Science could shine a new light on deer
GRAYLING, Mich. (MCT) - Sitting in a tree stand and watching a doe cavort with her twin fawns, I got to thinking about the DNA tests that some biologists did a few years ago in an effort to determine which age group of bucks did the most breeding.
The biologists were surprised to find that twin fawns have different fathers about 25 percent of the time. The twins were really half brothers and sisters because they grew from two eggs that had been impregnated by two males, often one older buck and one yearling.
Another research paper I read recently concerned a phenomenon that had puzzled deer biologists in parts of the South and that hunters were the first to observe the rut among whitetail bucks varied by as much as a month in regions that might be only 20 miles apart.
Since length of daylight is the primary factor in triggering the rut, that didn't make much sense. So Mississippi State and Texas A&M universities looked at the genetics of 13 closely associated deer populations in Louisiana and Mississippi and found surprising differences in their DNA.
The theory they have come up with is that hunt clubs brought in deer from a lot of other states in the middle decades of the 20th century in an effort to build up the local herds. Those imported deer had evolved different rut times over millennia to suit their home latitudes, and while you could move the deer out of a geographic area, it appeared that you couldn't take the geography out of the deer DNA, at least not in a human lifetime.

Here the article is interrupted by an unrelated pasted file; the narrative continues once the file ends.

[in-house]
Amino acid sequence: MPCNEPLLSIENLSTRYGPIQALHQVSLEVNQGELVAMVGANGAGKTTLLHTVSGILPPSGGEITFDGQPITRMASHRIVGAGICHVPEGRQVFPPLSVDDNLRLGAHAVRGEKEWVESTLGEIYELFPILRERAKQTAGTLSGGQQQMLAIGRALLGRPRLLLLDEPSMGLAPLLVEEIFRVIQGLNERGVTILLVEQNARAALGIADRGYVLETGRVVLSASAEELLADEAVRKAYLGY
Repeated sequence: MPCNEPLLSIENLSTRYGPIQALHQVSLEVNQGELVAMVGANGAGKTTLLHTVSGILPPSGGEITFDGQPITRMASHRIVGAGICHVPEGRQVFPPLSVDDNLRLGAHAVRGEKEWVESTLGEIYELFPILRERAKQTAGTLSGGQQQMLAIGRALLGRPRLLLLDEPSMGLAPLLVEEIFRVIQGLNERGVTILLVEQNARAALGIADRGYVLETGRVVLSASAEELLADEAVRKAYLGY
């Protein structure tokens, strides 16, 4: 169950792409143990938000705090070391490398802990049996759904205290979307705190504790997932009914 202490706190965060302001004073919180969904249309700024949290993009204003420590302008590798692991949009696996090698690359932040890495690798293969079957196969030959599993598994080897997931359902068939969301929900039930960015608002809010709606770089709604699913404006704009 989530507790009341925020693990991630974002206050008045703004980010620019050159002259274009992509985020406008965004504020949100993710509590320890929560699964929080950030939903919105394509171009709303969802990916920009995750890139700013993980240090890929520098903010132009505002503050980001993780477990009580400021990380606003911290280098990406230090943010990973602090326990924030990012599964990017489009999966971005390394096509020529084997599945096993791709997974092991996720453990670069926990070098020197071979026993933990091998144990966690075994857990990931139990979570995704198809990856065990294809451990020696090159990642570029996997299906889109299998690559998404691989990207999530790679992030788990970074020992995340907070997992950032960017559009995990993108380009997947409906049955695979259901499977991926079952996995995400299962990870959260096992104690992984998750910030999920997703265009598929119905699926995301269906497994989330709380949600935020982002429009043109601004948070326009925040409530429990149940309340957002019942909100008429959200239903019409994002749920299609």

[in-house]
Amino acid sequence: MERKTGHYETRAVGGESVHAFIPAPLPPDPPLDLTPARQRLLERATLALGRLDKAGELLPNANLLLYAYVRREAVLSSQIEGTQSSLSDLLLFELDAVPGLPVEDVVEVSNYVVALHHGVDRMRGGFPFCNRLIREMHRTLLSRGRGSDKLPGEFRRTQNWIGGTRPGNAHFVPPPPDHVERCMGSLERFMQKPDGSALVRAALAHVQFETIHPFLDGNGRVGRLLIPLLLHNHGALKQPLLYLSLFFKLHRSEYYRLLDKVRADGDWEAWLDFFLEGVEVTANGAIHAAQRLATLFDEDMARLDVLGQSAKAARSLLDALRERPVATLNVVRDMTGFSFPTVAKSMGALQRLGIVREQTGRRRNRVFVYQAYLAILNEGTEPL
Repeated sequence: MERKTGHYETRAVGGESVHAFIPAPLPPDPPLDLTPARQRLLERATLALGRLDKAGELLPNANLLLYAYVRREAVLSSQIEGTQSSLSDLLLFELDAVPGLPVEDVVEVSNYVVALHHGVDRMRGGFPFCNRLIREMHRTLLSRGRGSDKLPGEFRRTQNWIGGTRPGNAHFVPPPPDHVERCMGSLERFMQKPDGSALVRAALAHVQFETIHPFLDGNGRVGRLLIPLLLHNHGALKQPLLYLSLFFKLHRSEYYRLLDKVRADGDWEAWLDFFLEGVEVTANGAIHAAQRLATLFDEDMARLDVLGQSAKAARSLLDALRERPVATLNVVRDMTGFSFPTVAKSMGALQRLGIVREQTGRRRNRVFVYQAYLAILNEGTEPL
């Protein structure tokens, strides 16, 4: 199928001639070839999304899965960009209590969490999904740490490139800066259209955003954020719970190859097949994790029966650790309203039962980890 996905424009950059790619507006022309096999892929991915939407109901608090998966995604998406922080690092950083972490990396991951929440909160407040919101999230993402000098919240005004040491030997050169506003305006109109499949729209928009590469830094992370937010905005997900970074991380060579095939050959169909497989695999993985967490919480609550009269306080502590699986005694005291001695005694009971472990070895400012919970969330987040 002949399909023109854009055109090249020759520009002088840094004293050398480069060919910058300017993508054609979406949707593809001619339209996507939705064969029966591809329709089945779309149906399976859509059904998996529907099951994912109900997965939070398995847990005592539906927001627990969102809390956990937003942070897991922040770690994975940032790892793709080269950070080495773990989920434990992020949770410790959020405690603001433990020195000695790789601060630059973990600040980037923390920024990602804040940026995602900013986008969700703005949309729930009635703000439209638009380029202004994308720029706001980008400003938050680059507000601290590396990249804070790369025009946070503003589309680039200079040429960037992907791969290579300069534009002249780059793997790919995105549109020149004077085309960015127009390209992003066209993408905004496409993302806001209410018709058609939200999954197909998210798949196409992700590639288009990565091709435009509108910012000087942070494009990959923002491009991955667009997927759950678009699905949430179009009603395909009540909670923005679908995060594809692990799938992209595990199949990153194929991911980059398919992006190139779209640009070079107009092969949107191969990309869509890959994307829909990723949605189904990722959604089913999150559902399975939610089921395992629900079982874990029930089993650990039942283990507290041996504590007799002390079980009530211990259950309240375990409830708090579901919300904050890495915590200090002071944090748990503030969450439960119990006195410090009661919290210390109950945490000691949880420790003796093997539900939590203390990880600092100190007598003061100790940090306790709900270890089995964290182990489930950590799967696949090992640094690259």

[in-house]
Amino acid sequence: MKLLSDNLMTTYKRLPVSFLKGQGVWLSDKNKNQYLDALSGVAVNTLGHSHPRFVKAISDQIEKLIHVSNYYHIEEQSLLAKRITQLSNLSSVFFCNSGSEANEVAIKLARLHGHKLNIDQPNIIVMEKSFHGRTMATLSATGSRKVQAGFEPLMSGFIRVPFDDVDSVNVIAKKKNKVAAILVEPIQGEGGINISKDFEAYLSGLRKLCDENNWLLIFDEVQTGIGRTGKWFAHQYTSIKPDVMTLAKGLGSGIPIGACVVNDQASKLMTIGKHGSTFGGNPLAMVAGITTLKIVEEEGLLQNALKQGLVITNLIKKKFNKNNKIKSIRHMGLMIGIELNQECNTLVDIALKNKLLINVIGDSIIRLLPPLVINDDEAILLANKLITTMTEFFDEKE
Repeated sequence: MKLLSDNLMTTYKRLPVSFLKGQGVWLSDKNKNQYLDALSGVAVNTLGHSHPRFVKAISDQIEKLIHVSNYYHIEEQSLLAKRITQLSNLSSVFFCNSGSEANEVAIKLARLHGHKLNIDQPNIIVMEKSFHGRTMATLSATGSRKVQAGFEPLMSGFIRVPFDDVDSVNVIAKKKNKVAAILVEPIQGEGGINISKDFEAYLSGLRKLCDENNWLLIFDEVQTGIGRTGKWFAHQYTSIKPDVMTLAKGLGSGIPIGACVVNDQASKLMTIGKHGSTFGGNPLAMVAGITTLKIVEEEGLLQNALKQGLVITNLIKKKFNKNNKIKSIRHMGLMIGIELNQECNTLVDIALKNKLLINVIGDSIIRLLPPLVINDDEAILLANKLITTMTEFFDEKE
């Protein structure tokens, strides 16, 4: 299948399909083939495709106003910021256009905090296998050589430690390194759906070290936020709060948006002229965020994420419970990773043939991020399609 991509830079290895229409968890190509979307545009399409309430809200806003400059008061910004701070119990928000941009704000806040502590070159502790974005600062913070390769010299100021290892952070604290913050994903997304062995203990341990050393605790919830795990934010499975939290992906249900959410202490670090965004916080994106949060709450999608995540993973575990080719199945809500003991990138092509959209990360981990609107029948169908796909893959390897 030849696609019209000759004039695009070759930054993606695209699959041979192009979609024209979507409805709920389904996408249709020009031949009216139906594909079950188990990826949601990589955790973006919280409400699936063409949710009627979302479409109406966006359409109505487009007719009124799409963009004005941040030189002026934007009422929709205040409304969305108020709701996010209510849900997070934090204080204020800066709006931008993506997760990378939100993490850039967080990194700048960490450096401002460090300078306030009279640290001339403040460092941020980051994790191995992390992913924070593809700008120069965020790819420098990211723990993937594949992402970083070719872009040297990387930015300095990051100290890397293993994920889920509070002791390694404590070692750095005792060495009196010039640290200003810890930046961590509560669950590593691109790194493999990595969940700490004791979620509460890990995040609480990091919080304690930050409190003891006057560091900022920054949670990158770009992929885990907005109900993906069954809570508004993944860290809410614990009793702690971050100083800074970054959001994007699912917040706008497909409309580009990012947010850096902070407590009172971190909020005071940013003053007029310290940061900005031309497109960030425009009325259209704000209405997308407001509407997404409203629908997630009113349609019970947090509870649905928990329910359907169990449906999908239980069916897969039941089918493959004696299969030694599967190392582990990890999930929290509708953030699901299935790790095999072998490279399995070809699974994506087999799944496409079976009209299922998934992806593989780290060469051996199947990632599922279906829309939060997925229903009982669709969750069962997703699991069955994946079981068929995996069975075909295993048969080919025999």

The doe I was watching browsed quietly on some goody she found on a bush, and as her fawns played a kind of deer tag, I wondered what more we'd learn about these remarkable animals now that we can apply levels of science to our study of them that our grandfathers couldn't.
We kill 70 percent of the buck deer in Michigan at the age of 1 ½. Is removing their DNA lines from the herd before most of them get a chance to breed hurting the deer population?
What does the DNA of a deer from St. Joseph County in southeastern Michigan look like compared with a deer from Crystal River in the western Upper Peninsula? Is that 400-mile, north-to-south spread between the two areas enough to make a significant difference in the start of the rut? October is noticeably warmer in 2008 than it was in 1978. Has this done anything to the timing of the rut? And if the computer models are right, and Michigan winters 40 or 50 years from now are like the present winters in Kentucky or Tennessee, what will it mean for a deer like ours that evolved in latitudes 10 degrees farther north?
We've learned a lot about deer, but I suspect the bulk of our knowledge about them is yet to come. Presumably, that increase in learning will result in good things for both the deer and the people who hunt them.
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